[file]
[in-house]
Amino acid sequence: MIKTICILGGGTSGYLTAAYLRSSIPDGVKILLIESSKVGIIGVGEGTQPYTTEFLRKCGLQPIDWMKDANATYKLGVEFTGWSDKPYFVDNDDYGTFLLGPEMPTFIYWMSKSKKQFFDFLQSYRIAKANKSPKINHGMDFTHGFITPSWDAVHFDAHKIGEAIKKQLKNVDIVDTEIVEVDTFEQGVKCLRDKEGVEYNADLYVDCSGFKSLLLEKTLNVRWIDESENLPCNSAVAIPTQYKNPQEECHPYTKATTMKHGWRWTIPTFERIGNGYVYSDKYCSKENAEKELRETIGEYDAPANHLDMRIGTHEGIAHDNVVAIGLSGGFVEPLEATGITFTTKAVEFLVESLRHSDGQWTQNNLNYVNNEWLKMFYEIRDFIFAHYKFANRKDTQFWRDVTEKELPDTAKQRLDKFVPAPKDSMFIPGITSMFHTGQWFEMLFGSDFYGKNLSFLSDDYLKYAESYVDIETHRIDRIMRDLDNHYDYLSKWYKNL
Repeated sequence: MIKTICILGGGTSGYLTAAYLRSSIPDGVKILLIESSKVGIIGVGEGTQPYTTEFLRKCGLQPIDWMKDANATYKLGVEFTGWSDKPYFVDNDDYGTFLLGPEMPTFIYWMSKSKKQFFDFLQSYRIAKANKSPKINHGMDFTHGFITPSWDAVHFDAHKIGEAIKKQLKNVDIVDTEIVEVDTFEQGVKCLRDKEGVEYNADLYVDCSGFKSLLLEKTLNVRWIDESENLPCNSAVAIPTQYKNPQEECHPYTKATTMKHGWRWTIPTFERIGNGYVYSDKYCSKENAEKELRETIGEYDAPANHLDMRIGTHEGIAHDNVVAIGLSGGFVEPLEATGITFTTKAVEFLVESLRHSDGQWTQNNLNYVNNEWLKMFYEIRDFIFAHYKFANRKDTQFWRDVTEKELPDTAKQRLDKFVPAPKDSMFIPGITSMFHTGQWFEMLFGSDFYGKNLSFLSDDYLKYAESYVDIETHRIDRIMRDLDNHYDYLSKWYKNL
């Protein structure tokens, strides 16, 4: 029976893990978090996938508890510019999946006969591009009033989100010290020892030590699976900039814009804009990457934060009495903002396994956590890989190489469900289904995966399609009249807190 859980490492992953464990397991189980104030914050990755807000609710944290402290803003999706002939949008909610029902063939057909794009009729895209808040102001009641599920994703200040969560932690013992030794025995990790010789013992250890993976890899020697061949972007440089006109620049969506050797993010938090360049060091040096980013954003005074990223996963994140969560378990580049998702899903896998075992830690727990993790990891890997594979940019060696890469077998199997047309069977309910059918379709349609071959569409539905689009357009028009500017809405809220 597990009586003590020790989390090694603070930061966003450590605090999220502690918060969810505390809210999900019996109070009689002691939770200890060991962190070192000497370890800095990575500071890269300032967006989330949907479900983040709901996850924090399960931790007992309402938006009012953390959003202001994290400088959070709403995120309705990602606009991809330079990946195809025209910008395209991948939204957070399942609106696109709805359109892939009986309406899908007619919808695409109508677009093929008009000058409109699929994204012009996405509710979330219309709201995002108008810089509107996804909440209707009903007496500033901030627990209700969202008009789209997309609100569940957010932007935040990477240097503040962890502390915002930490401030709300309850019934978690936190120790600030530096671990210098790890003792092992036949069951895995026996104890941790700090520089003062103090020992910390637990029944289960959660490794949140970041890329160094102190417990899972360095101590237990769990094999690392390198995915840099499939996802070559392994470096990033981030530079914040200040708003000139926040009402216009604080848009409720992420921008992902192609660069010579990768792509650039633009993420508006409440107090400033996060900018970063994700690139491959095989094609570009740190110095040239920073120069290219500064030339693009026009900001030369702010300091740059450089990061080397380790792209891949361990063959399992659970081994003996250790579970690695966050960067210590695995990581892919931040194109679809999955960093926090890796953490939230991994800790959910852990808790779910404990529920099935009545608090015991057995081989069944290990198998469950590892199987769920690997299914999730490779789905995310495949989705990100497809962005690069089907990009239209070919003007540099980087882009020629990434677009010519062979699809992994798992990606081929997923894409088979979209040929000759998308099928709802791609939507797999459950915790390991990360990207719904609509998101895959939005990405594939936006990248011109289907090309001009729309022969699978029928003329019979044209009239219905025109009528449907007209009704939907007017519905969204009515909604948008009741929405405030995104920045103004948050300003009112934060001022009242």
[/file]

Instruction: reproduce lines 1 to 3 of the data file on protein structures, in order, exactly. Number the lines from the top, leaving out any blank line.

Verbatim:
[in-house]
Amino acid sequence: MIKTICILGGGTSGYLTAAYLRSSIPDGVKILLIESSKVGIIGVGEGTQPYTTEFLRKCGLQPIDWMKDANATYKLGVEFTGWSDKPYFVDNDDYGTFLLGPEMPTFIYWMSKSKKQFFDFLQSYRIAKANKSPKINHGMDFTHGFITPSWDAVHFDAHKIGEAIKKQLKNVDIVDTEIVEVDTFEQGVKCLRDKEGVEYNADLYVDCSGFKSLLLEKTLNVRWIDESENLPCNSAVAIPTQYKNPQEECHPYTKATTMKHGWRWTIPTFERIGNGYVYSDKYCSKENAEKELRETIGEYDAPANHLDMRIGTHEGIAHDNVVAIGLSGGFVEPLEATGITFTTKAVEFLVESLRHSDGQWTQNNLNYVNNEWLKMFYEIRDFIFAHYKFANRKDTQFWRDVTEKELPDTAKQRLDKFVPAPKDSMFIPGITSMFHTGQWFEMLFGSDFYGKNLSFLSDDYLKYAESYVDIETHRIDRIMRDLDNHYDYLSKWYKNL
Repeated sequence: MIKTICILGGGTSGYLTAAYLRSSIPDGVKILLIESSKVGIIGVGEGTQPYTTEFLRKCGLQPIDWMKDANATYKLGVEFTGWSDKPYFVDNDDYGTFLLGPEMPTFIYWMSKSKKQFFDFLQSYRIAKANKSPKINHGMDFTHGFITPSWDAVHFDAHKIGEAIKKQLKNVDIVDTEIVEVDTFEQGVKCLRDKEGVEYNADLYVDCSGFKSLLLEKTLNVRWIDESENLPCNSAVAIPTQYKNPQEECHPYTKATTMKHGWRWTIPTFERIGNGYVYSDKYCSKENAEKELRETIGEYDAPANHLDMRIGTHEGIAHDNVVAIGLSGGFVEPLEATGITFTTKAVEFLVESLRHSDGQWTQNNLNYVNNEWLKMFYEIRDFIFAHYKFANRKDTQFWRDVTEKELPDTAKQRLDKFVPAPKDSMFIPGITSMFHTGQWFEMLFGSDFYGKNLSFLSDDYLKYAESYVDIETHRIDRIMRDLDNHYDYLSKWYKNL